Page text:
Money as a Spiritual Barometer

Jesus taught a lot about money, for He knew that the making and spending of it occupies much of our time and thought. The Savior did not tell us in what ways to make more and spend less money. Instead, He encouraged us to be compassionate and faithful stewards of the financial and material resources He has entrusted to our care.


In the parable about the rich man and Lazarus (Luke 16:19–31), Jesus put His finger (so to speak) on a basic truth about money. It’s not really ours. Indeed, the Creator has placed it in our hands to use in a prudent and godly manner. This means that the way in which we use the money at our disposal is a genuine barometer of the spiritual condition of our heart.


Luke 15 and 16 contain several parables Jesus taught as He made His way to Jerusalem (9:51; 13:22; 17:11). The parables of the lost sheep (15:1–7) and the lost coin (vv. 8–10) convey a similar theological truth. God, in His grace and mercy, diligently and thoroughly seeks to save people who are spiritually lost. 


The parable of the lost (or prodigal) son (vv. 11–32) highlights the joy a father experiences when his younger son—who left home to squander his inheritance on degenerate living—returns home. But the story also involves the arrogance of the older son, who disapproves of the celebration welcoming his brother home. 


Next, Jesus instructed His disciples to prepare themselves for their future spiritual security by telling them a parable about a shrewd household manager (16:1–15). We learn that even though the steward was unethical in his business dealings, he had foresight. 


Verses 16–17 are about the relationship between the Mosaic Law and the good news. Verse 18, which concerns divorce and remarriage, might have been placed here as an example of how the religious leaders tended to overlook the spirit of the Law.


The Pharisees were notorious for their greed and for using wealth to gratify their selfish desires (v. 14). Jesus wanted His followers to live differently. The issue was not whether to have wealth, but rather how to use it in an appropriate way.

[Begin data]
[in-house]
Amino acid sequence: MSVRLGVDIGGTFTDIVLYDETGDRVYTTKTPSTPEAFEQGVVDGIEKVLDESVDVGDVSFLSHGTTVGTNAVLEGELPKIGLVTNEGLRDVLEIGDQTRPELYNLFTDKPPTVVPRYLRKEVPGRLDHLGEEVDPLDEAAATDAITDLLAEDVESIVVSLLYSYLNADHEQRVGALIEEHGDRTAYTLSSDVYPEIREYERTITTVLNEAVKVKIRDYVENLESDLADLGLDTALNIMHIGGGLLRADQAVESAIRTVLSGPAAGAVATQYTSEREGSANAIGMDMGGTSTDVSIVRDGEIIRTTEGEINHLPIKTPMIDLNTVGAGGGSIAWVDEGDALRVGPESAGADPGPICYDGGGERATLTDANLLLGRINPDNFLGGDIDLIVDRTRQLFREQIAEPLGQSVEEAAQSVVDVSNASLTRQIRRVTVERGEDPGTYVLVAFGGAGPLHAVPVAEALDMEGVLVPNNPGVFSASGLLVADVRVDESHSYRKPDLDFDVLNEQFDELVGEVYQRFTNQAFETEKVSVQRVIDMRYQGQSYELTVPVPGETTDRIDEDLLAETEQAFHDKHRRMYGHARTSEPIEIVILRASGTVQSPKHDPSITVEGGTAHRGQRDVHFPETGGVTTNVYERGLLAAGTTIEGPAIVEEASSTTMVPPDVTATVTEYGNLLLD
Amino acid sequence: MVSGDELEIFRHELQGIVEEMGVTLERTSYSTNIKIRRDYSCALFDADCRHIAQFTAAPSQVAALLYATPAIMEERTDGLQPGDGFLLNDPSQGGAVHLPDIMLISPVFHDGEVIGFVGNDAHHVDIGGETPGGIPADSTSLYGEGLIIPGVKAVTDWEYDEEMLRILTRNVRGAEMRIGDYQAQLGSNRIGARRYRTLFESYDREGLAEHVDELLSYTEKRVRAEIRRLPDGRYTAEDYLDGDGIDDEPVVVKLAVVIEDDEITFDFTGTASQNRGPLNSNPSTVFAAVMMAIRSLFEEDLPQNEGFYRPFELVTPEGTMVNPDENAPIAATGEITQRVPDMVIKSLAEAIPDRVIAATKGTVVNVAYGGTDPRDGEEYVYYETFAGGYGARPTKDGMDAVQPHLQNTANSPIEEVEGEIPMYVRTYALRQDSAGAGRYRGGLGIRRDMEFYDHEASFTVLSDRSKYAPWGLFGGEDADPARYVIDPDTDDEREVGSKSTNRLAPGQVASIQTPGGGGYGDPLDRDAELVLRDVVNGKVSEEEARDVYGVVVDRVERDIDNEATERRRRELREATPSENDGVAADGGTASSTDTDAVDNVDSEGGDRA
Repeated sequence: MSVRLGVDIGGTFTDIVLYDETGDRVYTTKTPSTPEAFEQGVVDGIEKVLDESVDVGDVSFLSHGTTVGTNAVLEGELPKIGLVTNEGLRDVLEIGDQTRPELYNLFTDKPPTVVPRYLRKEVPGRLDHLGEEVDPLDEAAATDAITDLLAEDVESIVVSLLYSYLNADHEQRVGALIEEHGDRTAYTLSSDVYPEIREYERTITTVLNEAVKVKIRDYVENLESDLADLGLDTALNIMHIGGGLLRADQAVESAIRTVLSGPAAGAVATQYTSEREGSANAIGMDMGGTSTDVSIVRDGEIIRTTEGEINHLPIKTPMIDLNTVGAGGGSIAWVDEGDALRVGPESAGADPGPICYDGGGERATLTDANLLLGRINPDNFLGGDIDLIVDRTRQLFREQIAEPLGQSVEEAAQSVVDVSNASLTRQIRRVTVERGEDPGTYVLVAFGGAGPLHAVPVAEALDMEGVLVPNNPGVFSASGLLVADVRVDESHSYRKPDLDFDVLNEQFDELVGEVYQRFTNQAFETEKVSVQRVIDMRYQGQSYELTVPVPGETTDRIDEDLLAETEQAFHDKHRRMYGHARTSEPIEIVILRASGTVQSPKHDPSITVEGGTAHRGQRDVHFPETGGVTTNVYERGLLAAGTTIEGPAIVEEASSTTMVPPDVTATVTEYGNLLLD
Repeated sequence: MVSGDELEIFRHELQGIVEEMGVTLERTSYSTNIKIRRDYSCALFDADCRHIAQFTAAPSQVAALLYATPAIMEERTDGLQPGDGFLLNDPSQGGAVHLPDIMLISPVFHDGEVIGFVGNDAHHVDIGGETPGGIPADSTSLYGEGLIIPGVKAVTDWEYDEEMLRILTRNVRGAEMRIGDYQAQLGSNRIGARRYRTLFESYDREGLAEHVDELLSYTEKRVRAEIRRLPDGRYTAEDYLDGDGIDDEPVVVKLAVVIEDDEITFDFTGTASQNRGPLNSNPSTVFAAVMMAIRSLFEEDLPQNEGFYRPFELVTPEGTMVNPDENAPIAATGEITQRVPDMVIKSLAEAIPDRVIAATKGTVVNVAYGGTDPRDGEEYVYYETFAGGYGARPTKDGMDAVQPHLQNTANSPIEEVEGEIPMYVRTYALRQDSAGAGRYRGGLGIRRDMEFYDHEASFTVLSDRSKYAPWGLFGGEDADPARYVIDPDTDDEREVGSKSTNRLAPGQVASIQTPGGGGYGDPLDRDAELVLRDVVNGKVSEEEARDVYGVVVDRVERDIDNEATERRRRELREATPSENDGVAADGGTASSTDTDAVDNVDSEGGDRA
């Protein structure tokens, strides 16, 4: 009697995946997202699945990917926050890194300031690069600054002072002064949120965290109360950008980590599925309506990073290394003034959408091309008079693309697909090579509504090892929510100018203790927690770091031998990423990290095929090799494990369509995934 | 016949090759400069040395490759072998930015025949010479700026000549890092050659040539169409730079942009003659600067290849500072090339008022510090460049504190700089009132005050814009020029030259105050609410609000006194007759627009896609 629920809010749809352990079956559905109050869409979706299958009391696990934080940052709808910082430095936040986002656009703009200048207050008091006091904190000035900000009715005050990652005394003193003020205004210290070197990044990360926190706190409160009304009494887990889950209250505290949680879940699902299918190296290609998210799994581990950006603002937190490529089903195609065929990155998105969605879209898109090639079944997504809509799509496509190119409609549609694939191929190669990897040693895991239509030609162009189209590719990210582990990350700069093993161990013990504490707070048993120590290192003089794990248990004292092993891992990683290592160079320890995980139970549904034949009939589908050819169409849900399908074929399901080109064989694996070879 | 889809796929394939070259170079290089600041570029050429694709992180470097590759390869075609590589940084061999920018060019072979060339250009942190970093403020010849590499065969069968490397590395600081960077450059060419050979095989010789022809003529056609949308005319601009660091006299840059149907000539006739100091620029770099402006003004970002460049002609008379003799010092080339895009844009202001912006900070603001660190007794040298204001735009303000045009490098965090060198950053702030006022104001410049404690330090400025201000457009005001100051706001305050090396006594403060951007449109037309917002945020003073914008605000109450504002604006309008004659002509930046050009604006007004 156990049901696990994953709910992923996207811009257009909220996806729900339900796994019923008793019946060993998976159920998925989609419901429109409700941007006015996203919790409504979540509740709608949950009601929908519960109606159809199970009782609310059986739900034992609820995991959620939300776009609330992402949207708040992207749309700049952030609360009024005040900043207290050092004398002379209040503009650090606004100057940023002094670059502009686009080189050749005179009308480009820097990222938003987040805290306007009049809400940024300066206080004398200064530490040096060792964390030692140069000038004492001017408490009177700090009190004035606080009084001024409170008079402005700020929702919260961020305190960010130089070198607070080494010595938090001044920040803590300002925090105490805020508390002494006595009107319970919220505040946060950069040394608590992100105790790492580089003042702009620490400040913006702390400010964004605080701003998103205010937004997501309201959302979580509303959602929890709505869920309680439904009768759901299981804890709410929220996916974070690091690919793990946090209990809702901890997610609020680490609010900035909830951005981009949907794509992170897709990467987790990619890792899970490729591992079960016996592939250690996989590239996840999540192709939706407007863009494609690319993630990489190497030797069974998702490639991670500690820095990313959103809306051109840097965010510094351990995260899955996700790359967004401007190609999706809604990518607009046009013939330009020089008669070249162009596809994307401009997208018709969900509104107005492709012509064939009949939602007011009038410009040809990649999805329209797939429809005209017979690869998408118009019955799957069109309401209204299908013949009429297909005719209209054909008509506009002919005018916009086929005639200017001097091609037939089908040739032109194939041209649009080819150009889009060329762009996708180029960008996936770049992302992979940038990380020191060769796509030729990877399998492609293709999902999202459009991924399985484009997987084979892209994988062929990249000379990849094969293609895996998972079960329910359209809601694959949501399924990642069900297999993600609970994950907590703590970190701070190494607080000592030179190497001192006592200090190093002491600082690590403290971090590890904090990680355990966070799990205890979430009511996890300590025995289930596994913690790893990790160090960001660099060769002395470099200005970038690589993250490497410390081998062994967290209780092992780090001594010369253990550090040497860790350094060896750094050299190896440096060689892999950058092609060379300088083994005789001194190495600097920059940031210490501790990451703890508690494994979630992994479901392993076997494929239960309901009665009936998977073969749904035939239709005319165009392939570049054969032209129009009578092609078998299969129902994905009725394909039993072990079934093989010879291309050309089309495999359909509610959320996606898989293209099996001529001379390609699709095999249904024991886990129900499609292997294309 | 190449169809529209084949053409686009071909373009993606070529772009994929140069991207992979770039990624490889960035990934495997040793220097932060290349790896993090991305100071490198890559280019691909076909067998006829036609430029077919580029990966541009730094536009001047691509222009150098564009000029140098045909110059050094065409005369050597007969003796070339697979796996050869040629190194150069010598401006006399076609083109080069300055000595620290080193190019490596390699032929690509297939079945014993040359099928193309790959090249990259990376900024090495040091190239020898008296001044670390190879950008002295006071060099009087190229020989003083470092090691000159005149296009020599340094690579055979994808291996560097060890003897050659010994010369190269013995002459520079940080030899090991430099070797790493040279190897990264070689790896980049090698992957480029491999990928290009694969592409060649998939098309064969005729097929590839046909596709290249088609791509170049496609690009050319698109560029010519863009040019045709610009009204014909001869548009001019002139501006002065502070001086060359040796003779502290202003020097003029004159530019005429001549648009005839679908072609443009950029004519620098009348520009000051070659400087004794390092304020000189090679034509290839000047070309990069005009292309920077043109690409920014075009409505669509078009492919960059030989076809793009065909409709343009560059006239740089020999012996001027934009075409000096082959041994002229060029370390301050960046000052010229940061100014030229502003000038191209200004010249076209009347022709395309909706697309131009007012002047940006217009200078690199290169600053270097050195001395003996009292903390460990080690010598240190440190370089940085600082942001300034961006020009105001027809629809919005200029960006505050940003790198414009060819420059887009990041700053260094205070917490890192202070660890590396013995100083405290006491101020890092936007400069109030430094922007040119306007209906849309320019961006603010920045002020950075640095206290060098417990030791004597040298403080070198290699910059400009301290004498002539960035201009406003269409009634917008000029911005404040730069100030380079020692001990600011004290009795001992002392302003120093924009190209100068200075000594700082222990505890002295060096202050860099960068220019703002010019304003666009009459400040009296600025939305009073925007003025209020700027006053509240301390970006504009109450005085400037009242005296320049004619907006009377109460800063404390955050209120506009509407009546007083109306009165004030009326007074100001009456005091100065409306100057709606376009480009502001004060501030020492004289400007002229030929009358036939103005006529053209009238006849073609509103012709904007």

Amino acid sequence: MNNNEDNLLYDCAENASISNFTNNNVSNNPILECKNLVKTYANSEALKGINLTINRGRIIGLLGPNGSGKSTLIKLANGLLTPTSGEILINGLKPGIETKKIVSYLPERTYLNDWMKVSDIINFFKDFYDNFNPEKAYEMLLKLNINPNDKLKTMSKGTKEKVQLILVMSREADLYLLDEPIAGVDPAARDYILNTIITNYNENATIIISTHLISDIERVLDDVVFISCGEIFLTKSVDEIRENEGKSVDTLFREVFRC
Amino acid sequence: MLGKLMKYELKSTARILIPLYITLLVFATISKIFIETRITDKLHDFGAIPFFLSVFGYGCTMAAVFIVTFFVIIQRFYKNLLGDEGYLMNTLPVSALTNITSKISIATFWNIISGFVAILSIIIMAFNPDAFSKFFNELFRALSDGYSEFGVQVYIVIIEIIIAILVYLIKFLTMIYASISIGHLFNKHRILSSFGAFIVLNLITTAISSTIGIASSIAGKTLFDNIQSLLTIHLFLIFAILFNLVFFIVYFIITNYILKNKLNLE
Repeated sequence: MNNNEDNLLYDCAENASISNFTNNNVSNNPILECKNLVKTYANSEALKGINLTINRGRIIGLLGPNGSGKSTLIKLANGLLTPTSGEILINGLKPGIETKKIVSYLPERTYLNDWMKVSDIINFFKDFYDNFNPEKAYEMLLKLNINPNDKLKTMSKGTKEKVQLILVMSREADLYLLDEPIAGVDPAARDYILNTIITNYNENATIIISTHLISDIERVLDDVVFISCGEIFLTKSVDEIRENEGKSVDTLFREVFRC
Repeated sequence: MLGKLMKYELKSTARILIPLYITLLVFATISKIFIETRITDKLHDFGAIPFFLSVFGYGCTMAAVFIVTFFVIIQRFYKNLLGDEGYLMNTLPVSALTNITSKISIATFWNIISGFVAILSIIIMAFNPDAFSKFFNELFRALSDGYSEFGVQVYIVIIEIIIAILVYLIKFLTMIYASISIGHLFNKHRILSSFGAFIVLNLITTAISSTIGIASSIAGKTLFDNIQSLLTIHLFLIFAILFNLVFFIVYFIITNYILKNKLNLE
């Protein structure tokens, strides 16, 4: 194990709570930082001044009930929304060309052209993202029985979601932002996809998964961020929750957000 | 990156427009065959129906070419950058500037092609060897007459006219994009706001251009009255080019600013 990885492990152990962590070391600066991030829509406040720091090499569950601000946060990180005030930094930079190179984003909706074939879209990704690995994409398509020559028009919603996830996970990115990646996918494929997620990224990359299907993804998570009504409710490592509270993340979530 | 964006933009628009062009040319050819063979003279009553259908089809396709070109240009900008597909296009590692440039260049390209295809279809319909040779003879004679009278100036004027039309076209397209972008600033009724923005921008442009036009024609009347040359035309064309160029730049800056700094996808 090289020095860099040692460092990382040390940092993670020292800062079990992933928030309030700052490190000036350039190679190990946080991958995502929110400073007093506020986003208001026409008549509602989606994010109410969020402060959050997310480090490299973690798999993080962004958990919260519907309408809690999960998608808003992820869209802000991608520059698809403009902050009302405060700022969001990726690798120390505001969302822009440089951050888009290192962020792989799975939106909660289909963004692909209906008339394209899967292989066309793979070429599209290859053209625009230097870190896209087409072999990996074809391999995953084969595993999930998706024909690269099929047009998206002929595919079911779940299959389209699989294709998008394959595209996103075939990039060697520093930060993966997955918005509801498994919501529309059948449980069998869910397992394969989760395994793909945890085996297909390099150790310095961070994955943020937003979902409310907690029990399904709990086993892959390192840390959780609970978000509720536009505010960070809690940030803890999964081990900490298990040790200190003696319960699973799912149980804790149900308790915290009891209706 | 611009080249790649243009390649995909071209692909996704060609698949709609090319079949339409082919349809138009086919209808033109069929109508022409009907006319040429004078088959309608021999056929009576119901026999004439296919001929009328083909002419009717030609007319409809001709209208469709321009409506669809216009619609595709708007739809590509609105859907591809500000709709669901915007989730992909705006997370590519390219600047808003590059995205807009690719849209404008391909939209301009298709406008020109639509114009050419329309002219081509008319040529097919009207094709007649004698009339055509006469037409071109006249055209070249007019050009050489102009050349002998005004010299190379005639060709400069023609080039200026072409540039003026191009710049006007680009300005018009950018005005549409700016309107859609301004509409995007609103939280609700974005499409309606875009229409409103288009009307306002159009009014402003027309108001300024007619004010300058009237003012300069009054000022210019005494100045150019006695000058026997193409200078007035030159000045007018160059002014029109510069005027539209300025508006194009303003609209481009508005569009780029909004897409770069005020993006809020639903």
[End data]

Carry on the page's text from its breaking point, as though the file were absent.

Specifically, the Redeemer urges His disciples to use their God-given material means to advance the cause of righteousness in the world. For instance, by using wealth in a judicious and discerning manner, believers could ease the affliction of those in need. 


Jesus also stressed that if His disciples became enslaved to material things, they wouldn’t be able to serve God (v. 13). Ultimately, an unchecked desire for temporal riches pushes believers away from the Lord. 


Not surprisingly, the religious leaders listening in on Jesus’ teaching sneered (or, more literally, turned up their noses) at Him (v. 14). Their view of wealth was that material blessings are divine rewards for performing good deeds. 


The elitists would do so-called spiritual works, anticipating physical benefits from God in return. For them, wealth was a sign of their presumed goodness. 


Jesus let the Pharisees know that God was aware of their rapacious greed (v. 15). The Savior noted that what the religious elitists greatly prized (namely, the selfish accumulation of wealth) was utterly abhorrent to God.


After Jesus’ antagonists scoffed at Him, He offered a graphic example of what happens in eternity to people who, during their earthly sojourn, are narcissistic in their use of their worldly possessions. This sinful tendency is represented by the “rich man” (v. 19), who is traditionally known as “Dives” (from the Latin term for “rich”). 


Dives was so extravagant in his wealth that he dressed in outer garments colored with an expensive, purple dye (extracted from murex, a tropical sea snail). Furthermore, he wore costly undergarments made out of delicate linen. He not only feasted sumptuously, but also flaunted his wealth to others. 


Jesus’ parable directs our attention to a city “gate” (v. 20), where there was a “beggar” named Lazarus (not to be mistaken for the individual in John 11:43–44, whom Jesus restored to life). During the first century A.D, begging was the only means of support for those with a severe physical affliction, such as being “covered with sores” (Luke 16:20). 


In this case, Lazarus was not only poor, hungry, and sick, but also possibly crippled. Within Jewish society at that time, the people most respected were the religious leaders, such as the Pharisees and the priests, along with the ruling classes.